Masonic quotes by Brothers
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master mason degree
are you a Mason,
So taken and accepted among
Brother Master Masons (Vancouver).
2. Where was you raised as such,
In a L. of Master
3. Consisting of how many,
4. Under what denomination,
The M. and Ws.
5. Why was you s. s.d.
In allusion [to] that part of scripture when the
Lord spoke unto Moses in the burning bush, etc and likewise
to Joshua, etc.*
6. What enabled you to be raised a Master Mason,
By the usual O. on such
7. Which I will thank you to repeat,
[Here follows the O.]
8. After having taken this great and solemn O. of a Master Mason, what was the next thing the Master requested of you,
To confirm the same in that sacred manner the Master Masons
9. What did he then proceed to do,
He friendly took me by both hands, and said rise newly O. M.M.
10. What farther enabled you to be raised a Master Mason,
The help of God and
the square of my own industry.
11. From what to what was you raised,
From a superficial flat to a
12. As a Master Mason from whence came you,
From the E.
13. What induced you to leave the E. to go to the W.,
In search of that which was lost, which, with your instructions,
and my own industry, I hope to find.
14. What was that which was lost,
The s . . . s of a Master
15. How came them to be lost,
By three knocks given by
three rude ruffians, which caused the d . . . of our Master H.
16. Relate the particulars thereof,
At the building of that grand religious edifice there were but t . . . e G. M. that bore sway, SKI, HKT HAB the widow’s son, at that time it was the peculiar province of that curious and worthy artist to superintend the same, as well as likewise this daily custom to go into the holy of holies and there offer up his prayers and ejaculations to the throne of grace and crave a blessing on the work,
this time there were fifteen F.Cs., who having more ambition, than
prudence, and knowing that the Temple was nearly finished, and that there
were some s . . . s, they were not in possession of, and being
apprehensive that they should not (when left to travel into foreign
countries) be so rapidly employed neither receive so good wages unless
they were in possession of those s .
. . s,
gives it more fully as follows: “In
allusion to that part of scripture when the Lord spake unto Moses in the
burning bush, saying Put off thy shoes from off thy feet, for the place
whereon thou standest is hold ground, and sacred to the Honour and Glory
of God, and likewise to Joshua in the same manner.”
They therefore agreed to way lay our Master H. at a certain time then named, and at the usual time of the dby [day] when he went into the holy of holies and to extort from him by force or otherwise what their ambition then aspired to, but previous to the arrival of the appointed time for their putting this diabolical purpose into execution, twelve out of the fifteen had recanted, the other three remained unmoved by the dictates of nature way laid our Master H. as he went into the S. S. at the hour of H. T. when the workmen were gone from labor to refreshment and took advantage of this favourable opportunity, and posted themselves at the three different entrances of the Temple, namely the E. W. and S. doors thereof,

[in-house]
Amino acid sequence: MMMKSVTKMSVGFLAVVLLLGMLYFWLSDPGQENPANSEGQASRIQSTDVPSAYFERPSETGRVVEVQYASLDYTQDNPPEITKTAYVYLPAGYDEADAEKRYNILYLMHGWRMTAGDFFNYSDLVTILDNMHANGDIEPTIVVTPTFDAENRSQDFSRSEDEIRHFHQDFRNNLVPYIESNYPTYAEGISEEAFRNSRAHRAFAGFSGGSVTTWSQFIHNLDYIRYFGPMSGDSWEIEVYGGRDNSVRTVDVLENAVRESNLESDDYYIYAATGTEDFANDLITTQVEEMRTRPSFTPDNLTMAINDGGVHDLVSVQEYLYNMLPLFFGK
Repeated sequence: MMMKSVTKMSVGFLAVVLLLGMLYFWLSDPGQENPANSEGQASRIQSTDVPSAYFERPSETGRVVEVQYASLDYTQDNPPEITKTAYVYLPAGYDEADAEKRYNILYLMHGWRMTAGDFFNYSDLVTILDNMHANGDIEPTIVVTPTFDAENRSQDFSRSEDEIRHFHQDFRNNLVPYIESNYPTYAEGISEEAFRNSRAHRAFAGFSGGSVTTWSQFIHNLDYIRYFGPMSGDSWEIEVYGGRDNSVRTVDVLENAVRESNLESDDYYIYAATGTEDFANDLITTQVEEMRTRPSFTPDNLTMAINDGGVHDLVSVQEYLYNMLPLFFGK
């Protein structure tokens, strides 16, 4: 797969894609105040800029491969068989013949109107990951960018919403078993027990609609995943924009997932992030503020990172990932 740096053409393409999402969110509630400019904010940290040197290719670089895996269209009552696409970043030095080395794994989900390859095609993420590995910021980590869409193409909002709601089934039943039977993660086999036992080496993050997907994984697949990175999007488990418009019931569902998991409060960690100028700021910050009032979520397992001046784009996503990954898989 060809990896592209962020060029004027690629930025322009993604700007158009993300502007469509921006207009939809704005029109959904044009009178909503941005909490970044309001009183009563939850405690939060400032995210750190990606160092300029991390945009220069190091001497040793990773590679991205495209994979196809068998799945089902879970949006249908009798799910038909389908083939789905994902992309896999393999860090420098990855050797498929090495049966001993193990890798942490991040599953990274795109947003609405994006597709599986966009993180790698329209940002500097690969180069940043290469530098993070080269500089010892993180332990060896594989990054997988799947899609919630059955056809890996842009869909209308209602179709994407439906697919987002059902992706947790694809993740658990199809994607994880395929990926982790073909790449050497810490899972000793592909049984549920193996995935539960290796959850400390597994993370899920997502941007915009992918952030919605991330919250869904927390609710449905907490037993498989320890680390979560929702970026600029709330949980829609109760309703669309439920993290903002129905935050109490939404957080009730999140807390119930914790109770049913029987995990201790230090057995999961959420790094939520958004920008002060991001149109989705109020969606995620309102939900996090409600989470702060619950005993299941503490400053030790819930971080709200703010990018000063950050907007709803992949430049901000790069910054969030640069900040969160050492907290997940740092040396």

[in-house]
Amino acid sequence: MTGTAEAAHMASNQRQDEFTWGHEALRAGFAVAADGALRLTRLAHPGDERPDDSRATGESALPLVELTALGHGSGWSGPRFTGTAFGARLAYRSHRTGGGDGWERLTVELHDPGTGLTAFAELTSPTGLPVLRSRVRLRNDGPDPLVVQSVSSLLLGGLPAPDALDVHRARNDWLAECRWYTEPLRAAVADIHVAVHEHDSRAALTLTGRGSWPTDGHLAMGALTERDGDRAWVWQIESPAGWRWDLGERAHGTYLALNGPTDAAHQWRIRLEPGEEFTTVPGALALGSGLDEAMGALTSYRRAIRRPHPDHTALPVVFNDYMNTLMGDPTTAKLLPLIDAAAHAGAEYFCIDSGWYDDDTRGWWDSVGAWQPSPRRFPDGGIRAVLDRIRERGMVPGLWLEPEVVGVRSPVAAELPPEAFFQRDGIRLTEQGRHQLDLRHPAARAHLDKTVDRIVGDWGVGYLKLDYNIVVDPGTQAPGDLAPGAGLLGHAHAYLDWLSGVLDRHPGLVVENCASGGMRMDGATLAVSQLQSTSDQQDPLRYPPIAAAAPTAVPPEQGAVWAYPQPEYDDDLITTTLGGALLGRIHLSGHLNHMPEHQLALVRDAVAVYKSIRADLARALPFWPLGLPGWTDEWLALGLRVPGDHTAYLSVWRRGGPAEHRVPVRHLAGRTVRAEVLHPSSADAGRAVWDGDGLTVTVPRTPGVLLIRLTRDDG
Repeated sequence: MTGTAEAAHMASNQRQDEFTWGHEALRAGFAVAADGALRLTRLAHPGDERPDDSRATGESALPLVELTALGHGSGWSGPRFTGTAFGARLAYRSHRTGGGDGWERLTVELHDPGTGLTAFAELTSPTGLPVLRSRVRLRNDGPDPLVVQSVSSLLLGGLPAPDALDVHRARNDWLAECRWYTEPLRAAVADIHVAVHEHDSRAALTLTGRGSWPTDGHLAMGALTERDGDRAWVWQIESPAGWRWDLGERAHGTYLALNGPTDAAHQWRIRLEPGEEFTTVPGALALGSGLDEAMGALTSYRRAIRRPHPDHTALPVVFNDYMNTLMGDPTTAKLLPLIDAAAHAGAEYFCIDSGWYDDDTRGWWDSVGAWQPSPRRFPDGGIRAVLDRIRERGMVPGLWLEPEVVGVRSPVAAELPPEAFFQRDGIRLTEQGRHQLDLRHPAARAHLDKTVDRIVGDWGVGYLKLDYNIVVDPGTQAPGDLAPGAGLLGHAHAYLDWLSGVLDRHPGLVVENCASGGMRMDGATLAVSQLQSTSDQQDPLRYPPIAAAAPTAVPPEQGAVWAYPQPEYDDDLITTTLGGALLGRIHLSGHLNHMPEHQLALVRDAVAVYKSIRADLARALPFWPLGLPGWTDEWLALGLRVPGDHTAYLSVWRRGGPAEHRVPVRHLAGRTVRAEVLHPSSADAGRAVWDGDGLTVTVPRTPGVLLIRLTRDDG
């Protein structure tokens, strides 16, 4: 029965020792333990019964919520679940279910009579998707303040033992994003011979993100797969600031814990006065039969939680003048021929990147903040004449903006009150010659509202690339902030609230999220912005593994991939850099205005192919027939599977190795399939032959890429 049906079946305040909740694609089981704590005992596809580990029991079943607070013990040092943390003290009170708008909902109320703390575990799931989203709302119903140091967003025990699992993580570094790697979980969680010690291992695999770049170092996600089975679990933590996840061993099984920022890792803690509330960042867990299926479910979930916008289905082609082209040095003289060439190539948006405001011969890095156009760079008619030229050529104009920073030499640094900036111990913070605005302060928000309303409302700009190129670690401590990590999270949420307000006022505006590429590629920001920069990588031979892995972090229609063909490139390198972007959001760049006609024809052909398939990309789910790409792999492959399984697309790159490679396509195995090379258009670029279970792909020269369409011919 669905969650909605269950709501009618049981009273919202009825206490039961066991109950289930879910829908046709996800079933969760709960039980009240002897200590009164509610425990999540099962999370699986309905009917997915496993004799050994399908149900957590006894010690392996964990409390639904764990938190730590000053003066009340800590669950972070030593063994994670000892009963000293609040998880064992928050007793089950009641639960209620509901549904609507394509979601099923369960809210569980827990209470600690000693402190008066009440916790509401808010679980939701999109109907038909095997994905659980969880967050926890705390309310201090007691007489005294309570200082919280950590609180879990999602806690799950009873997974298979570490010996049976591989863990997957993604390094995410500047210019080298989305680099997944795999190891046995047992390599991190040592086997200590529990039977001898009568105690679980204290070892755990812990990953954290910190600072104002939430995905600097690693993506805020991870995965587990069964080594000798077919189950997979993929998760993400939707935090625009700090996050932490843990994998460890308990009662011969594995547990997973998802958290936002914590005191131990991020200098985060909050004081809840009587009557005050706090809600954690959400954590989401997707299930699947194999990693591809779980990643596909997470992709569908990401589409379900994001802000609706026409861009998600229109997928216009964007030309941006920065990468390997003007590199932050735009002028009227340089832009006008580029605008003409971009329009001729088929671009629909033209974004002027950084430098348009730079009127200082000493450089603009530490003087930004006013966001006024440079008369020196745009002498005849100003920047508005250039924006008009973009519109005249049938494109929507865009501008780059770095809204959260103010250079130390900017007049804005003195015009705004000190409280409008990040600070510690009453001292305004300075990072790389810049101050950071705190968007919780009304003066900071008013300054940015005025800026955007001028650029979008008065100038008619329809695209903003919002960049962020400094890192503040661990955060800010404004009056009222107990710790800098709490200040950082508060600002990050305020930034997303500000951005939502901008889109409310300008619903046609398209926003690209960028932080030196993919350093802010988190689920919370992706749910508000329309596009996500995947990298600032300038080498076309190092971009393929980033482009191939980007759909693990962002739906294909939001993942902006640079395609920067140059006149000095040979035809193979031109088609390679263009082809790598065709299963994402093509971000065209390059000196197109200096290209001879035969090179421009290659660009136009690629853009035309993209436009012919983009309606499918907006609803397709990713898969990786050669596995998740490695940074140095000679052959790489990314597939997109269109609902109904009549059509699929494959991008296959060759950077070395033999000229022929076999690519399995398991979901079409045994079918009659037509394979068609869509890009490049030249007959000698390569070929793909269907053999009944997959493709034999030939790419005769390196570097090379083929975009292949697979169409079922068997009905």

our Master H. had finished the work he went there to do, he attempted to
go out at the E. door, but to his surprise was prevented by a rude ruffian
who demanded of him the s . . . s of a M.M.; he gave for answer that he
did not receive them in such a manner, neither could he give them as such,
and recommended time, patience, and industry as the proper way to obtain
them, but this answer not satisfying this ruffibn
he gave him a violent blow on his r
. . . t T . . . e which caused him to reel and fall on his l . . .t k . . . e, but recovering from this
surprise he attempted to go out at the W. door, but there he was likewise
prevented by another villibn [villain] as dareing [sic] as the first who sternly demanded of
him the s . . . s of a M.M.,
gave a similar answer as the first, and from whom he experienced a similar
treatment, with this difference only, that instead of receiving the blow
on his r . . . t T . . . e it
was on the l . . . t,
at such proceedings he tried his last effort to make his escape out at the
S. door but to his still greater surprise was there accosted in a more
bold and perhemptory
[sic] manner, by a villabn [villain] more dareing [sic] than the former two who sternly
dembnded [demanded] of him the
s . . . s of a M.M., to which request he answered nearly as before, with
this addition, that there were only t . . . e in the world, who knew it,
and unless they were present, he could nor would not comply to so
unreasonable a demand;
answer proving ineffectual he received from this cruel mercenary wretch a
violent blow on this f. . .d, which brought him l . . . s to the ground.
They covered it under the
materials of the building till the hour of h . . . t . . ..
18. What did they then with it,
Took it to the brow of a
hill, and there very indecently intured [sic] it.
19. When was our Master H. first missing,
Past the hour of h . . . t . . . the same day.
20. How came he then to be missing,
By not carrying his reports
as usual to K.S.
21. When generally missing,
Past the hour of h . . . t . . . the next day.
22. How came he so to be,
The workmen returning from
refreshment to Labor found no designs drawn upon their
- - - - - B
Board – Vancouver], which
threw them into confusion they therefore went and reported the same to